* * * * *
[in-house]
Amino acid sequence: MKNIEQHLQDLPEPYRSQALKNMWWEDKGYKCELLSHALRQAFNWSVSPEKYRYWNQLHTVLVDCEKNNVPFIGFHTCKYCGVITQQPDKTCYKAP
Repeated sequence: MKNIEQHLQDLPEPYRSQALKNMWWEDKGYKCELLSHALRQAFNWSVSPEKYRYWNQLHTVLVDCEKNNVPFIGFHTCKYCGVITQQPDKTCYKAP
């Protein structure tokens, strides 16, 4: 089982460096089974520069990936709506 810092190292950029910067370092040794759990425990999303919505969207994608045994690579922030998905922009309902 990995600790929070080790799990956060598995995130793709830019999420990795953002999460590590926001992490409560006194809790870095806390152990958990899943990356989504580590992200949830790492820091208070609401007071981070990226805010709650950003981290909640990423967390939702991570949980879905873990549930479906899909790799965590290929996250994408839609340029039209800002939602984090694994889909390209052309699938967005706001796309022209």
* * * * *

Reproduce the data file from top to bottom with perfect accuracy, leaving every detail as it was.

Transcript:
[in-house]
Amino acid sequence: MKNIEQHLQDLPEPYRSQALKNMWWEDKGYKCELLSHALRQAFNWSVSPEKYRYWNQLHTVLVDCEKNNVPFIGFHTCKYCGVITQQPDKTCYKAP
Repeated sequence: MKNIEQHLQDLPEPYRSQALKNMWWEDKGYKCELLSHALRQAFNWSVSPEKYRYWNQLHTVLVDCEKNNVPFIGFHTCKYCGVITQQPDKTCYKAP
């Protein structure tokens, strides 16, 4: 089982460096089974520069990936709506 810092190292950029910067370092040794759990425990999303919505969207994608045994690579922030998905922009309902 990995600790929070080790799990956060598995995130793709830019999420990795953002999460590590926001992490409560006194809790870095806390152990958990899943990356989504580590992200949830790492820091208070609401007071981070990226805010709650950003981290909640990423967390939702991570949980879905873990549930479906899909790799965590290929996250994408839609340029039209800002939602984090694994889909390209052309699938967005706001796309022209």